Ecuador crawls into renewables and gas

Compared with other South American countries such as Brazil and Chile, Ecuador has lagged in adopting renewable energy.

Ecuador is courting investors to reorient its power grid and key industries toward renewable energy and natural gas, but the country’s transition away from its core oil business has been slow so far.

President Guillermo Lasso’s government is promoting tenders to secure 500MW of small hydroelectric, solar, wind, biogas and biomass energy capacity and 400MW of combined-cycle generating capacity using natural gas. The tenders are part of a broader campaign to attract foreign private investment across the energy chain.

Compared with other South American countries such as Brazil and Chile, Ecuador has lagged in adopting renewable energy and its frequent complement, natural gas. Concessions for three renewable energy projects awarded since late 2020 have yet to be signed because of protracted negotiations over the terms.

In December 2020 in the throes of the Covid-19 pandemic, the government of Lasso’s predecessor Lenin Moreno awarded the 258MW El Aromo solar project to Spanish firm Solarpack, and the 110MW Villonaco wind project to Spanish consortium Cobra Zero-E. In August 2021, France’s Total Eren and local developer Gransolar won a concession for a microgrid project, dubbed E-Quator, comprised of a 14.8MW solar plant and 40.9MWh of battery storage on Galapagos Islands.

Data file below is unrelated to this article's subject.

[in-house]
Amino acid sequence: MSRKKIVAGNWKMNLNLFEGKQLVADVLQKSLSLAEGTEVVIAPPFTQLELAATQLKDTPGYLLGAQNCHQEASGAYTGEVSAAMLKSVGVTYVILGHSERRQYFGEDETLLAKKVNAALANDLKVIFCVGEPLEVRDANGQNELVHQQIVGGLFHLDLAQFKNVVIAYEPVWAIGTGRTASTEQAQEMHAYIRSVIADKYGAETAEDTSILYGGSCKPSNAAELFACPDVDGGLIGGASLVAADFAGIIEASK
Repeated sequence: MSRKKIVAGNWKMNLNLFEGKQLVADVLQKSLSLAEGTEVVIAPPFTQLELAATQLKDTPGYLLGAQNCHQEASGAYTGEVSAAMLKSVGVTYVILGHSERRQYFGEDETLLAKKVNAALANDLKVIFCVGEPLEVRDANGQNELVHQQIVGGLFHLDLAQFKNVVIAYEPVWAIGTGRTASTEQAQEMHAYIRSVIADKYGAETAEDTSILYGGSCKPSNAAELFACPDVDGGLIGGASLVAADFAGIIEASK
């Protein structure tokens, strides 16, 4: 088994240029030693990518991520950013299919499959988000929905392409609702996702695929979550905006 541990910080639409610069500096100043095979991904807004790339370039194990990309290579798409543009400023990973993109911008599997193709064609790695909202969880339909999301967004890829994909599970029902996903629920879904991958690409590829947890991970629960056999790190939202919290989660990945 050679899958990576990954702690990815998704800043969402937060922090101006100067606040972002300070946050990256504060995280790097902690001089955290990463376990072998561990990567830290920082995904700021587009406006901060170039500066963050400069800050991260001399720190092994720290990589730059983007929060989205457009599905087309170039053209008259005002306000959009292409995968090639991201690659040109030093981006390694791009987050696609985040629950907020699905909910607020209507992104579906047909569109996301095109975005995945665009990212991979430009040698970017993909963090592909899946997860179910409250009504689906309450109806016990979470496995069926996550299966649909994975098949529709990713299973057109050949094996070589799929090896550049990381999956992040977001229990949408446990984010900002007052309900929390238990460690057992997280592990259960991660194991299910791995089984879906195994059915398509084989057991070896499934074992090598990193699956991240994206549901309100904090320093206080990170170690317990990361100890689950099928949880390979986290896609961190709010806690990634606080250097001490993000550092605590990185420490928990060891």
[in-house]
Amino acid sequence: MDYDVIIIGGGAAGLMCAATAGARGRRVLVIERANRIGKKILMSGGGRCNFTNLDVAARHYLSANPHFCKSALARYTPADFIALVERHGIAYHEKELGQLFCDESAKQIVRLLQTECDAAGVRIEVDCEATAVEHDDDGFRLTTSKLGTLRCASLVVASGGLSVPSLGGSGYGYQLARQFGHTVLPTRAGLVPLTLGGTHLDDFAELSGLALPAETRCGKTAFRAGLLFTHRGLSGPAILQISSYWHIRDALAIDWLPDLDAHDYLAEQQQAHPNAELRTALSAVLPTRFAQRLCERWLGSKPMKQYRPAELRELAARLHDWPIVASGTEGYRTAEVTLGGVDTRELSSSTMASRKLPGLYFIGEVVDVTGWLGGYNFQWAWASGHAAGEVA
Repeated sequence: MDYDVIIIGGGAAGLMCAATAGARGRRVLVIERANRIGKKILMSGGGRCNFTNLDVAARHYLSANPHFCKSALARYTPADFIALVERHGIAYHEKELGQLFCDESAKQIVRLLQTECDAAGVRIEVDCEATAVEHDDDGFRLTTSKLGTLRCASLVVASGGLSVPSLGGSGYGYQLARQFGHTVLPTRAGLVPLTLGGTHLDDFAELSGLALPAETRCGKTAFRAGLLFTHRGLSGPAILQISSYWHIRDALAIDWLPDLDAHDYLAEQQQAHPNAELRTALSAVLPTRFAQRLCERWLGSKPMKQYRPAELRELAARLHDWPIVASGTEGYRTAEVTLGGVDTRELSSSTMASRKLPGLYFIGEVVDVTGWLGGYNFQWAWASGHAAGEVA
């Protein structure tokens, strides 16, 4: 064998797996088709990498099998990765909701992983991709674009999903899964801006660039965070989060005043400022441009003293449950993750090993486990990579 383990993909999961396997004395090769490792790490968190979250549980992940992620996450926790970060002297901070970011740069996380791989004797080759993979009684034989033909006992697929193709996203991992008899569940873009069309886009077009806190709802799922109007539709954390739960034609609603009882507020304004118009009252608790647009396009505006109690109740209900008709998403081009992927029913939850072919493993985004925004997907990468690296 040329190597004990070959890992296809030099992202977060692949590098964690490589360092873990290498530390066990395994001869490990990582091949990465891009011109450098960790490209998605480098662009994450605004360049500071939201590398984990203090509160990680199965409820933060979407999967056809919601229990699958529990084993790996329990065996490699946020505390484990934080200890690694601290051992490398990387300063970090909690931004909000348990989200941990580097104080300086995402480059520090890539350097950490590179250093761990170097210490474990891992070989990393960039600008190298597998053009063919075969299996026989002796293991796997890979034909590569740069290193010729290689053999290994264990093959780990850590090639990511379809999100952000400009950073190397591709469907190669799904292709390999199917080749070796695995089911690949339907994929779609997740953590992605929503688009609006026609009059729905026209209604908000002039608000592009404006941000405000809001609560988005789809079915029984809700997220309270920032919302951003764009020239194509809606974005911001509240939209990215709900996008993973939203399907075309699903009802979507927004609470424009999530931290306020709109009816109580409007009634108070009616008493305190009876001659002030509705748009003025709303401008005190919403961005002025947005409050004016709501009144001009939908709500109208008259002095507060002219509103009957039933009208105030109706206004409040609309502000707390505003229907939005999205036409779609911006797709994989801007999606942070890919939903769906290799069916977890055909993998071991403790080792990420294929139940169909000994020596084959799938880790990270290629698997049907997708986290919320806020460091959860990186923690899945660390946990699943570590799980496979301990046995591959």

The three contracts are finally expected to be signed in May, paving the way for the first 500MW renewables tender to advance this year. “We’re on the right path now, and we’re doing everything to establish what an international investor would expect ahead of the next renewable energy rounds,” Pablo Lopez, director general of Gransolar, tells Gas Outlook.

The energy ministry says 37 companies have purchased the right to access a data room ahead of a bid deadline of 28 October. Awards are expected to be issued in January 2023.

In 2021, Ecuador had total installed generating capacity of 8,734.41MW, of which 60.77% was renewable — nearly all hydroelectricity led by the 1.5GW Coca Codo Sinclair plant in oil-producing Napo province in northern Ecuador, where chronic riverbed erosion is a lingering threat. According to the country’s energy regulatory agency, wind, solar, biomass and biogas energy accounted for tiny slivers of the capacity pie last year. The country’s thermal power stations mainly consume diesel, crude oil, fuel oil and some gas, the data shows.

 

Small-scale LNG

In terms of industrial fuel demand, small-scale LNG is starting to make inroads. Miami-based Sycar is bringing in ISO containers under a new term contract with Panama-based Colon LNG Marketing, which belongs to US utility AES and France’s TotalEnergies.

Sycar has delivered seven 1mn ft3 containers of LNG so far, and plans to ramp this up to 50 per month in 2023 and install a floating storage unit (FSU) leased from UK-based Avenir in 2024, Guayaquil-based managing partner Nelson Jaramillo Pita tells Gas Outlook.

A challenge for growing Ecuador’s gas market is an abundance of cheap fuel oil produced by state-owned PetroEcuador’s inefficient refineries. While delivered LNG currently priced at $18-20/mn Btu is competitive against diesel and LPG for industrial users, it is far costlier than $8-9/mn Btu for domestic fuel oil, Jaramillo says. Some local industries such as glass, ceramics and car battery manufacturers have already cut the cord with the dirtier fuel and invested in storage and regasification, he adds.